Employment Law – Wrongful Dismissal – Mitigating Damages

Employment Law | April 2, 2024

Written by Arman Sabet Rasekh

Mitigation is an essential component in wrongful dismissal cases. A dismissed employee has a legal duty at common law to take reasonable steps to avoid or mitigate their damages. This means that an employee must seek and accept alternate employment to maintain their income and their position in their industry, trade, or profession. Whether you are an individual who has been dismissed from your employment or an employer who has dismissed an employee, the issue of mitigation can vary the amount to be awarded or settled substantially.

Who has the legal onus to prove mitigation or a failure to mitigate?

An employer has the legal onus to demonstrate that an employee has failed to take reasonable steps to mitigate their damages or that the employee has mitigated some or all of their alleged damages. The employer must not only show that the employee failed to take steps to mitigate but also that had the employee taken those steps, the employee could likely have found equivalent employment.

Examples of what would constitute reasonable steps to mitigate.

1. Retraining

A dismissal can be impactful for long-tenure employees who may not have undertaken or been provided with ongoing education and skills upgrading. These employees feel that on dismissal, an initial task is to undertake retraining to become employable in a competitive market. Retraining can be an acceptable form of attempting to mitigate. While the court will not relieve a dismissed employee from the duty to mitigate entirely, retraining after reasonable but unsuccessful attempts to find comparable employment will generally be acceptable to meet the duty.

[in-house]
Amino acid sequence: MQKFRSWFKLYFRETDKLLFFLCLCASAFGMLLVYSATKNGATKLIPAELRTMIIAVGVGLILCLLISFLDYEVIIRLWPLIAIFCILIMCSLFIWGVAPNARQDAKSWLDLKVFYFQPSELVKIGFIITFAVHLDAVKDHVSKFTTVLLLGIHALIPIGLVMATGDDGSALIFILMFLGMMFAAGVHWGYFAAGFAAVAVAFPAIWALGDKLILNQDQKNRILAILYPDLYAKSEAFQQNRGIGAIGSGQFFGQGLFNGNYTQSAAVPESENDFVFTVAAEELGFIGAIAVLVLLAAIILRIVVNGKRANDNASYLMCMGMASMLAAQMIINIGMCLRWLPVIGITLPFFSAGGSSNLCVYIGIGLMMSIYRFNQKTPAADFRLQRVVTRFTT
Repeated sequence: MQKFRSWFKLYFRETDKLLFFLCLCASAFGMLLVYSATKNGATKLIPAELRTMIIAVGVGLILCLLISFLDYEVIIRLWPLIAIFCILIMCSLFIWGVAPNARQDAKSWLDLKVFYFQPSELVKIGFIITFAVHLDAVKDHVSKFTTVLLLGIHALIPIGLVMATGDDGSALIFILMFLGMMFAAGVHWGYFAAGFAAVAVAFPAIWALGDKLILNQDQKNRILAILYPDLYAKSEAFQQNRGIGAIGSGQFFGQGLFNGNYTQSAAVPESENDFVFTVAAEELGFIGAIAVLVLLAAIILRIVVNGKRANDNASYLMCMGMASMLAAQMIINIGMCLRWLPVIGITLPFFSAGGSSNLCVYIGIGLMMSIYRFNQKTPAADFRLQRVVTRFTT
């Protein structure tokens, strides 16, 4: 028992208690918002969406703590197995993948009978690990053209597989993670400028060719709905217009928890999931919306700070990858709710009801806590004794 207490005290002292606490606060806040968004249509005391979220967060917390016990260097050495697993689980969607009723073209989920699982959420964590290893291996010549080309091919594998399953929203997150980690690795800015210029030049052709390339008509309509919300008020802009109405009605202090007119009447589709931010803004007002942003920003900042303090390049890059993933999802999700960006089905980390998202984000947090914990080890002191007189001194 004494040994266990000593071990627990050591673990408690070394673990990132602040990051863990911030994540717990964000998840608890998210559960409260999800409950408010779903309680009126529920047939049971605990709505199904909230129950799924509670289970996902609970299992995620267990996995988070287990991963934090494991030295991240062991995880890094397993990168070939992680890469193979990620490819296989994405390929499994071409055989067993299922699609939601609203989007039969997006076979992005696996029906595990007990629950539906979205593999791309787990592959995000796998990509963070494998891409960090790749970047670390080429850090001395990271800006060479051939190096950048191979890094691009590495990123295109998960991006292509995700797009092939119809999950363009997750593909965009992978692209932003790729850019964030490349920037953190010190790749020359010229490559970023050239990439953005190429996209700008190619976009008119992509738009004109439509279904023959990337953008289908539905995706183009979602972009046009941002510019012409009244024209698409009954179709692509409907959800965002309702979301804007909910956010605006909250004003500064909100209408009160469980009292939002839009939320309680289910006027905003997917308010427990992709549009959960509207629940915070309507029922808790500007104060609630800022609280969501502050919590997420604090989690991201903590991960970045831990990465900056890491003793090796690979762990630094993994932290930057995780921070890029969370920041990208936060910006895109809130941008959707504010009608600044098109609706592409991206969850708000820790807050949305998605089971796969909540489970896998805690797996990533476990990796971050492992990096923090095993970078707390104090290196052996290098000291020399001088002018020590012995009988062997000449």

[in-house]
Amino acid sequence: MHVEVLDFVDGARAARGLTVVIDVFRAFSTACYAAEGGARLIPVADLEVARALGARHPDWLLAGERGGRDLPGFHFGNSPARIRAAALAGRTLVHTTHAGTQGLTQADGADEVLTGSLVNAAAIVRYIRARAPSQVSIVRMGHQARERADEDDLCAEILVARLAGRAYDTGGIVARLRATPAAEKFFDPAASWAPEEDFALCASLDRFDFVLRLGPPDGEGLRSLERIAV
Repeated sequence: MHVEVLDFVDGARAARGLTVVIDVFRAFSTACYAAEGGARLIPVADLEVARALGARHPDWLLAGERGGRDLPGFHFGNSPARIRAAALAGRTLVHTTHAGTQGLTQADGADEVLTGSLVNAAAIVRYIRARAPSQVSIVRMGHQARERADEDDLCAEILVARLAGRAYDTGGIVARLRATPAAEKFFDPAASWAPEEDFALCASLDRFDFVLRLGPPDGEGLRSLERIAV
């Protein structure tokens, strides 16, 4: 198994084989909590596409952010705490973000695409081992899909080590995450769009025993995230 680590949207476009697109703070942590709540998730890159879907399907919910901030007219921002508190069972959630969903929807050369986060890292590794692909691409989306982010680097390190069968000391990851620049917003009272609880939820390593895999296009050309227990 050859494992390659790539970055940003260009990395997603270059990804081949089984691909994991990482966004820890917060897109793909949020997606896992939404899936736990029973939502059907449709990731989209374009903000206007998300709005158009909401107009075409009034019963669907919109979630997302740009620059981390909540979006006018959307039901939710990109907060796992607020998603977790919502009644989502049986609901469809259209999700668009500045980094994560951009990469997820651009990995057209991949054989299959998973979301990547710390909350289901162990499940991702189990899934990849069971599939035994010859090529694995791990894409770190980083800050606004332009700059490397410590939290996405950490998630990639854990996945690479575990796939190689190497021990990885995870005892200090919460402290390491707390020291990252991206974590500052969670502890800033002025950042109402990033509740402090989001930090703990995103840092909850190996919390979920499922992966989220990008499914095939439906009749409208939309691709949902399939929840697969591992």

2. Opening a business

Employees have wide latitude regarding the duty to mitigate. The courts have found that opening one’s own business can be a reasonable step to mitigate depending on the circumstances. For example, when a dismissed employee makes numerous applications for alternate comparable employment and no opportunities are forthcoming, the court has held that the decision to start a business is reasonable and not a failure to mitigate.

3. Re-employment or continuing employment with the dismissing employer

In some circumstances, the duty to mitigate may require employees to accept re-employment or, in the case of a constructive dismissal, continuing employment with the employer that has just terminated their employment. This would exist where an employer offers an employee the chance to mitigate damages by returning or continuing to work. The issue, however, becomes whether a reasonable person, in all the circumstances, would accept the opportunity.

A reasonable person may be expected to do so where the salary offered is the same, where the working conditions are not substantially different or demeaning, and where the personal relationships involved are not acrimonious.

A reasonable person may not be expected to do so where it would require them to work in an atmosphere of hostility, embarrassment, humiliation, or lack of trust in the employment relationship.

Additional factors to consider include the nature of the employer’s offer, the timing of the offer, and whether litigation has been commenced. Thus, although an objective standard is used to determine whether a reasonable person in the employee’s position would have accepted the employer’s offer, it is important to also consider elements such as work atmosphere and the nature and conditions of employment.


It is important for the employer and the dismissed employee in a wrongful dismissal action to take immediate steps on dismissal to deal with the issue of mitigation. A mitigation defense will be satisfied or fail based on facts and the strength of one party’s strategy over the other. Mitigation is an important component in wrongful dismissal cases and can have a significant impact on the extent of damages to be awarded or settled.

To learn more about mitigation or for assistance with other elements of your employment matter, get in touch with the experts at Linley Welwood.

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